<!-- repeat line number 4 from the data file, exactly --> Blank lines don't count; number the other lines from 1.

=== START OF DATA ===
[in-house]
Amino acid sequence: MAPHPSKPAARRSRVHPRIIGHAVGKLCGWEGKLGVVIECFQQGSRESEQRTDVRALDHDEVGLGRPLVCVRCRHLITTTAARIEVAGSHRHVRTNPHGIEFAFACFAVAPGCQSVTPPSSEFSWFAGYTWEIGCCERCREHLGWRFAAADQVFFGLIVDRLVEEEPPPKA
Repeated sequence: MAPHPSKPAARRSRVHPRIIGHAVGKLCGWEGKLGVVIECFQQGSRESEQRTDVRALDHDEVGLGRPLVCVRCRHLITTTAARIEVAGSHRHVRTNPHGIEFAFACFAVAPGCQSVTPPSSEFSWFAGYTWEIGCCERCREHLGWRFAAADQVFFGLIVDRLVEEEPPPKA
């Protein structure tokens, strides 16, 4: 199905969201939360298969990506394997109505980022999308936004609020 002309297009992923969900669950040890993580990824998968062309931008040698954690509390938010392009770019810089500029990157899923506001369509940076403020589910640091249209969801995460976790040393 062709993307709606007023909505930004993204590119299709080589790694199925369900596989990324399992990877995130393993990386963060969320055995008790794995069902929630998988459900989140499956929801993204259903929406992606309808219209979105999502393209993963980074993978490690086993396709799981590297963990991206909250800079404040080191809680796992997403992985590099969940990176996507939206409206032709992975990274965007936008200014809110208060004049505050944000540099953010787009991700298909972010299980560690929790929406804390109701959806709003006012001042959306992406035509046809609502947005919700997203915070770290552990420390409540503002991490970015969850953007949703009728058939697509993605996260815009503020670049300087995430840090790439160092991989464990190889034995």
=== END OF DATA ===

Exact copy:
């Protein structure tokens, strides 16, 4: 199905969201939360298969990506394997109505980022999308936004609020 002309297009992923969900669950040890993580990824998968062309931008040698954690509390938010392009770019810089500029990157899923506001369509940076403020589910640091249209969801995460976790040393 062709993307709606007023909505930004993204590119299709080589790694199925369900596989990324399992990877995130393993990386963060969320055995008790794995069902929630998988459900989140499956929801993204259903929406992606309808219209979105999502393209993963980074993978490690086993396709799981590297963990991206909250800079404040080191809680796992997403992985590099969940990176996507939206409206032709992975990274965007936008200014809110208060004049505050944000540099953010787009991700298909972010299980560690929790929406804390109701959806709003006012001042959306992406035509046809609502947005919700997203915070770290552990420390409540503002991490970015969850953007949703009728058939697509993605996260815009503020670049300087995430840090790439160092991989464990190889034995």